I promised a few days ago on Lifehacker that I would share my latest and greatest GTD breakthrough, and here it is: Define your areas.
What do I mean by that? Well, the answer is found in three more questions:
- What are your inboxes?
- Where do you file reference and support information?
- How do you mark media for your "to read/listen/watch" list(s)?
Defining these inputs as specific locations helps immensely in figuring out where to go next in bringing new information into my system. Instead of just waiting until something new hits the horizon of my attention, I have a specific list of places and things to check when I need new information.
But defining the inboxes is only the first step. Next, I took these inboxes and categorized them by context:
- Office - in tray, voicemail, Lotus Notes
- Internet - gmail (this includes the voice notes I leave myself via K7.net and daily digests of subscribed RSS feeds via Squeet)
- Home - unread mail basket, answering machine
- Mobile - cell voicemail
In addition to defining inboxes and placing them in context, I also find that it's important to specifically define what my filing systems are:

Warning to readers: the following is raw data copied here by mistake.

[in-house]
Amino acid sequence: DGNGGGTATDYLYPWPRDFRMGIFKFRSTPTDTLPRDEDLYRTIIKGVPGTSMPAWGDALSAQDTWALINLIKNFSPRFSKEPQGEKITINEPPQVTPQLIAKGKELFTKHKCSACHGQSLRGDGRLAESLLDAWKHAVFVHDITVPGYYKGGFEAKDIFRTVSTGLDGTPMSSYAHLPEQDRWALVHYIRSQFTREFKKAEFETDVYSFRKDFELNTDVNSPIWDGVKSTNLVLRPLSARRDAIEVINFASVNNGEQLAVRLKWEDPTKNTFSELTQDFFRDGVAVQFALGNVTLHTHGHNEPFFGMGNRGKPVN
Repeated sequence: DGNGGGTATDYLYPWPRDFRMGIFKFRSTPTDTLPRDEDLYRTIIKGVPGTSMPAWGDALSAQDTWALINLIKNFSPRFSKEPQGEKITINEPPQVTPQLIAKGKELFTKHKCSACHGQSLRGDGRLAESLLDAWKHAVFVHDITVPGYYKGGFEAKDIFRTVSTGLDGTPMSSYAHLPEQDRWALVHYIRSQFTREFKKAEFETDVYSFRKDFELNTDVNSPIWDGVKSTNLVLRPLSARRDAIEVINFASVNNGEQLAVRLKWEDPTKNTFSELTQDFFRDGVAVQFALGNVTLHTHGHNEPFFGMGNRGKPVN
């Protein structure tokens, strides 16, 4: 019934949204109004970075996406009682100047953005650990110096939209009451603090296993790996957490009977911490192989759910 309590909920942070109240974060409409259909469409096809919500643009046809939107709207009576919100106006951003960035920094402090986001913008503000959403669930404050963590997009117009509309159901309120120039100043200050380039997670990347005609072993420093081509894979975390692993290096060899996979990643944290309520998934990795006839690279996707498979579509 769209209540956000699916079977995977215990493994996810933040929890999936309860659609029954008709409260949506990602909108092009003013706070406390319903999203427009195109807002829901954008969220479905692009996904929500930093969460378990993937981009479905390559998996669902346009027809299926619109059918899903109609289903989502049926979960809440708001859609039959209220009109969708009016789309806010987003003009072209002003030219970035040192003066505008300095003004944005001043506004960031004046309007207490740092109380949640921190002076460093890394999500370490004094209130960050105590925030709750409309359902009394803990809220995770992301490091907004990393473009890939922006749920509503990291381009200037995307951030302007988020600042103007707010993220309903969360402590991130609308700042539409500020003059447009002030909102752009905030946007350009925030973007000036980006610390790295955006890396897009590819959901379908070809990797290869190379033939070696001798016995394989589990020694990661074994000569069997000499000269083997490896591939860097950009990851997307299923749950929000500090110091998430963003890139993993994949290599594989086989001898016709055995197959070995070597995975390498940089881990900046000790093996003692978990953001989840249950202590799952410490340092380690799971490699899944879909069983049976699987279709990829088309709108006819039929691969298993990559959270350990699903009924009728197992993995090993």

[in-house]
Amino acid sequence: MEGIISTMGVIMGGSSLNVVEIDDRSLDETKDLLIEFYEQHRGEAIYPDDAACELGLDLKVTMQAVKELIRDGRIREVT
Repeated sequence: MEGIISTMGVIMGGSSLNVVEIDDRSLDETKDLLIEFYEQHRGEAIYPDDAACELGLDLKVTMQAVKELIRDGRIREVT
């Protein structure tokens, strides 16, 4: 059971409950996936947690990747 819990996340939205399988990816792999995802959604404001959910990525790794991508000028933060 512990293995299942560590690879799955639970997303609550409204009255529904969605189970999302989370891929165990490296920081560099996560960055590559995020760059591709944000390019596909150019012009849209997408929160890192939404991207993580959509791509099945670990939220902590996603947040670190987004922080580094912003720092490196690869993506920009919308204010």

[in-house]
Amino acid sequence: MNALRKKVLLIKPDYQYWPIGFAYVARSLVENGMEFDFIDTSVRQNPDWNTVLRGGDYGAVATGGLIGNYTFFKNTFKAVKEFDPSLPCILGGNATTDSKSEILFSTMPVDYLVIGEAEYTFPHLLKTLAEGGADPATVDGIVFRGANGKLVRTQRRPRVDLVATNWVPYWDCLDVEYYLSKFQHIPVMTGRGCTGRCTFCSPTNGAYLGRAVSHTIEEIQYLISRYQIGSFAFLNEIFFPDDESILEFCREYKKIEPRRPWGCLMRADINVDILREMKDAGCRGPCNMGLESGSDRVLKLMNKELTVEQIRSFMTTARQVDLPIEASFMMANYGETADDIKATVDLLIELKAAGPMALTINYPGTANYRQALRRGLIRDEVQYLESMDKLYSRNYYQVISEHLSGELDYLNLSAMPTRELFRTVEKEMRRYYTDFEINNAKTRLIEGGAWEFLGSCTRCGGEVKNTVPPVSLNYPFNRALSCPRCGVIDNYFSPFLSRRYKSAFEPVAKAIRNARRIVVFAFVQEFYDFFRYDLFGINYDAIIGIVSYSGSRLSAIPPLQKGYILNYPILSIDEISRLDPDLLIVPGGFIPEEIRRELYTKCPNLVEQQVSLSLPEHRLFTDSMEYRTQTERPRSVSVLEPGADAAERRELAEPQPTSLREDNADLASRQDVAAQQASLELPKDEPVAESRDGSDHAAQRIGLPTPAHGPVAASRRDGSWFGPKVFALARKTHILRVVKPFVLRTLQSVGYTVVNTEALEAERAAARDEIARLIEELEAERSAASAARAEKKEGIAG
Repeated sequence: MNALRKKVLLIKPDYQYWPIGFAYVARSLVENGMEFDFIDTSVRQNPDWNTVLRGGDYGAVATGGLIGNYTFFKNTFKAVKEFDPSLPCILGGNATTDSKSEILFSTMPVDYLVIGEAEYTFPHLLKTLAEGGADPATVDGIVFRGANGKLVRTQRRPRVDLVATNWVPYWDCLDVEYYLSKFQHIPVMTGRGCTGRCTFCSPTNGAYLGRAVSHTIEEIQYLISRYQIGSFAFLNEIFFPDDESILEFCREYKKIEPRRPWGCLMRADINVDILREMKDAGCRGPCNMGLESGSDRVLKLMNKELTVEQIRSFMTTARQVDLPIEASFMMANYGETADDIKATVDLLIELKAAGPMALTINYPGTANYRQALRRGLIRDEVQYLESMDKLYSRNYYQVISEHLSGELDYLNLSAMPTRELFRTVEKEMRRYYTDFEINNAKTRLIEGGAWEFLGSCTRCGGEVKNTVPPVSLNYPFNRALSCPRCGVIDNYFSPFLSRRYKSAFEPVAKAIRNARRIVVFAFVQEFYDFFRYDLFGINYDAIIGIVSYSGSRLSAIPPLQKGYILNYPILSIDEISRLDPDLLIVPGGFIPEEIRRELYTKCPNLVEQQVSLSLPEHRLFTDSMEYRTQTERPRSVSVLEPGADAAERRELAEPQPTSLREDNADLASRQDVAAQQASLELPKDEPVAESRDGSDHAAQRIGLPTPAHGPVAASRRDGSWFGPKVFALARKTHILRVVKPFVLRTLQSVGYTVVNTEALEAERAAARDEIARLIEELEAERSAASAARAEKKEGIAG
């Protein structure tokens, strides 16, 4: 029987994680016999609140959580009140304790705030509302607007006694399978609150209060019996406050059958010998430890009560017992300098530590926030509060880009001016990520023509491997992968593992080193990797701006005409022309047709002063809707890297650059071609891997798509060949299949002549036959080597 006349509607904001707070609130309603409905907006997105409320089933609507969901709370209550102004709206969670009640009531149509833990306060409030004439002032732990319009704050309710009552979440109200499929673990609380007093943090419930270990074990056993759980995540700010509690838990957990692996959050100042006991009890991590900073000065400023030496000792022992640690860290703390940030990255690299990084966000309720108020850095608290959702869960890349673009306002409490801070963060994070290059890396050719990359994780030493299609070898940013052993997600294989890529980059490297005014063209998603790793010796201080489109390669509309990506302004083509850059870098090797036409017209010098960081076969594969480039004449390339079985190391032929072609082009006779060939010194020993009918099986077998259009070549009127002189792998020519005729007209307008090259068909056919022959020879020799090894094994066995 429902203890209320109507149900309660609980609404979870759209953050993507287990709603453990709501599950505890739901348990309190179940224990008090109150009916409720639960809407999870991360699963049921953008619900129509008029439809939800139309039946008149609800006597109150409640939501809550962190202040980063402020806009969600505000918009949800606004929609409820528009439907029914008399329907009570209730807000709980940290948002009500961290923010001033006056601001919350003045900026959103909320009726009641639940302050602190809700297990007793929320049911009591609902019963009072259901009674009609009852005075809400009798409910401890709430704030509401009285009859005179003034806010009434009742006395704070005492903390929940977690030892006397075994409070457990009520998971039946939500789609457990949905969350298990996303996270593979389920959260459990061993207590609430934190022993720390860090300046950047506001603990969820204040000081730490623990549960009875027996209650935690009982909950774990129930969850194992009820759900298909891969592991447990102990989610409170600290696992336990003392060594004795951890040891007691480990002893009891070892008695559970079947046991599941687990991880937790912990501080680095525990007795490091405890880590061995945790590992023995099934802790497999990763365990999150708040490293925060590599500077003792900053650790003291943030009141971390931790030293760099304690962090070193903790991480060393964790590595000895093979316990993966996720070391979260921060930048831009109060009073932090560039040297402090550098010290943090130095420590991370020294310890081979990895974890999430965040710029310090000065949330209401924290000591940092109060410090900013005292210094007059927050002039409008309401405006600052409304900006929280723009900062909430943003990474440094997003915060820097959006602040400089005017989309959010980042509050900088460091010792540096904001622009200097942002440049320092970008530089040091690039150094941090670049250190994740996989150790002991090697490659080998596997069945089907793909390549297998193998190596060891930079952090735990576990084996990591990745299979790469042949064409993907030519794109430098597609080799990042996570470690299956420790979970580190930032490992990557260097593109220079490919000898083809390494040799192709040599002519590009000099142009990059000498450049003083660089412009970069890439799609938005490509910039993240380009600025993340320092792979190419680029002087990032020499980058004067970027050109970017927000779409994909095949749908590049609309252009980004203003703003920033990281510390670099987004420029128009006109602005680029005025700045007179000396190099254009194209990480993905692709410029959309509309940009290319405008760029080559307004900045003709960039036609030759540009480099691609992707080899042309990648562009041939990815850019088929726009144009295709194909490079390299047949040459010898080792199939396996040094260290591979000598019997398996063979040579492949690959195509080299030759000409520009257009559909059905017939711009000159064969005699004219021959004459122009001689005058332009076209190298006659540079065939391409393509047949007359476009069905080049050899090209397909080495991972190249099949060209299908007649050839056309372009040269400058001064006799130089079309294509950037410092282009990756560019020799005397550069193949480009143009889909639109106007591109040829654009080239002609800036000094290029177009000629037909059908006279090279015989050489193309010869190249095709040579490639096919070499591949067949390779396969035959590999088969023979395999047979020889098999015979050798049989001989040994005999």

- Office - physical files, central filing server
- Internet - gmail, del.icio.us, writely, Powerbook over SFTP
- Home - physical files, Powerbook, Windows desktop
- Mobile - expanding file folder, Powerbook (only when traveling)
Finally, the last set of areas to define are my "to read" piles:
- Office - lower tray (I have a two-tiered inbox)
- Internet - del.icio.us ("toRead," "checkOut," and "lookAgain" are tags I use to mark online reading materials I'd like to peruse)
- Home - nightstand
- Mobile - iPod (for podcasts and Audible content), expanding file (one pocket is labeled "to read")
And there it is. By defining my areas, I make sure that I know exactly what I'm supposed to be accomplishing when I'm performing certain tasks. I make sure that the steps of collecting and processing are kept distinct from the work of actually finishing next actions, and I know exactly where I should look (and, perhaps even more important, the only places I can look) when I need to retrieve filed information. I even have specific places in which to store reading material for down-time! By defining areas and keeping them distinct from each other, I avoid the tendency to wonder where to look to find new information, and what to do with it once it's been found.